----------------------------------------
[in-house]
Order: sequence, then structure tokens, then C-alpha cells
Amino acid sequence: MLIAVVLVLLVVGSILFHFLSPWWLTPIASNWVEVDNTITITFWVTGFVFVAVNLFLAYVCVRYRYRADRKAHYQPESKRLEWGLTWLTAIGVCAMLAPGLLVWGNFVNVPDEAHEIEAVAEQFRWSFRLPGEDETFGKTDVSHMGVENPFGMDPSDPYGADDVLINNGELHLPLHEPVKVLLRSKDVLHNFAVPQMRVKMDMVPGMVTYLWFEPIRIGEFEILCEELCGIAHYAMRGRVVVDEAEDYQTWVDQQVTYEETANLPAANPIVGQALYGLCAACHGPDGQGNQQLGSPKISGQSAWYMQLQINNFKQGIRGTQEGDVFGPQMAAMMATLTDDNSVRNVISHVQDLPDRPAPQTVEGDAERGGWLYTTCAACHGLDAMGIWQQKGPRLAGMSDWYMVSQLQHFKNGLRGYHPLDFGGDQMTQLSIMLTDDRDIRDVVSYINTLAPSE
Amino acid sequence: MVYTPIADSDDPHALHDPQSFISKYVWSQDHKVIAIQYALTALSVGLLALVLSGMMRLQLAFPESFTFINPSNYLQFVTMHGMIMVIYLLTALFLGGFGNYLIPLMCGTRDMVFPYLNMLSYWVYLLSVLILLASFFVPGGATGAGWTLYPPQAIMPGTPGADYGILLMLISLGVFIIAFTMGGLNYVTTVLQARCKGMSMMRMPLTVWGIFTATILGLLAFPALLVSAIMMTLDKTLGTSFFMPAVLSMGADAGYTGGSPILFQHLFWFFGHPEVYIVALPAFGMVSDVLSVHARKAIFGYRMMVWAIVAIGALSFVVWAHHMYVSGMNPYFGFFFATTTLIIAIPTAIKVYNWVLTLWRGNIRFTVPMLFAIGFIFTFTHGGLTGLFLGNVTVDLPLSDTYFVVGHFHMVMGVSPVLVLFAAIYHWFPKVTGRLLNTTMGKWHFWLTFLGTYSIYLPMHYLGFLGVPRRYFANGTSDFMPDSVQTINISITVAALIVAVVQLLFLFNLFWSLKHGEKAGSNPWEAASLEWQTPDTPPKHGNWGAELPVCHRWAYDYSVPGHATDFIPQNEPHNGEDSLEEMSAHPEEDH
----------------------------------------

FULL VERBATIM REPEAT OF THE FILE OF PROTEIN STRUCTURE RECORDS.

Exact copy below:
[in-house]
Order: sequence, then structure tokens, then C-alpha cells
Amino acid sequence: MLIAVVLVLLVVGSILFHFLSPWWLTPIASNWVEVDNTITITFWVTGFVFVAVNLFLAYVCVRYRYRADRKAHYQPESKRLEWGLTWLTAIGVCAMLAPGLLVWGNFVNVPDEAHEIEAVAEQFRWSFRLPGEDETFGKTDVSHMGVENPFGMDPSDPYGADDVLINNGELHLPLHEPVKVLLRSKDVLHNFAVPQMRVKMDMVPGMVTYLWFEPIRIGEFEILCEELCGIAHYAMRGRVVVDEAEDYQTWVDQQVTYEETANLPAANPIVGQALYGLCAACHGPDGQGNQQLGSPKISGQSAWYMQLQINNFKQGIRGTQEGDVFGPQMAAMMATLTDDNSVRNVISHVQDLPDRPAPQTVEGDAERGGWLYTTCAACHGLDAMGIWQQKGPRLAGMSDWYMVSQLQHFKNGLRGYHPLDFGGDQMTQLSIMLTDDRDIRDVVSYINTLAPSE
Amino acid sequence: MVYTPIADSDDPHALHDPQSFISKYVWSQDHKVIAIQYALTALSVGLLALVLSGMMRLQLAFPESFTFINPSNYLQFVTMHGMIMVIYLLTALFLGGFGNYLIPLMCGTRDMVFPYLNMLSYWVYLLSVLILLASFFVPGGATGAGWTLYPPQAIMPGTPGADYGILLMLISLGVFIIAFTMGGLNYVTTVLQARCKGMSMMRMPLTVWGIFTATILGLLAFPALLVSAIMMTLDKTLGTSFFMPAVLSMGADAGYTGGSPILFQHLFWFFGHPEVYIVALPAFGMVSDVLSVHARKAIFGYRMMVWAIVAIGALSFVVWAHHMYVSGMNPYFGFFFATTTLIIAIPTAIKVYNWVLTLWRGNIRFTVPMLFAIGFIFTFTHGGLTGLFLGNVTVDLPLSDTYFVVGHFHMVMGVSPVLVLFAAIYHWFPKVTGRLLNTTMGKWHFWLTFLGTYSIYLPMHYLGFLGVPRRYFANGTSDFMPDSVQTINISITVAALIVAVVQLLFLFNLFWSLKHGEKAGSNPWEAASLEWQTPDTPPKHGNWGAELPVCHRWAYDYSVPGHATDFIPQNEPHNGEDSLEEMSAHPEEDH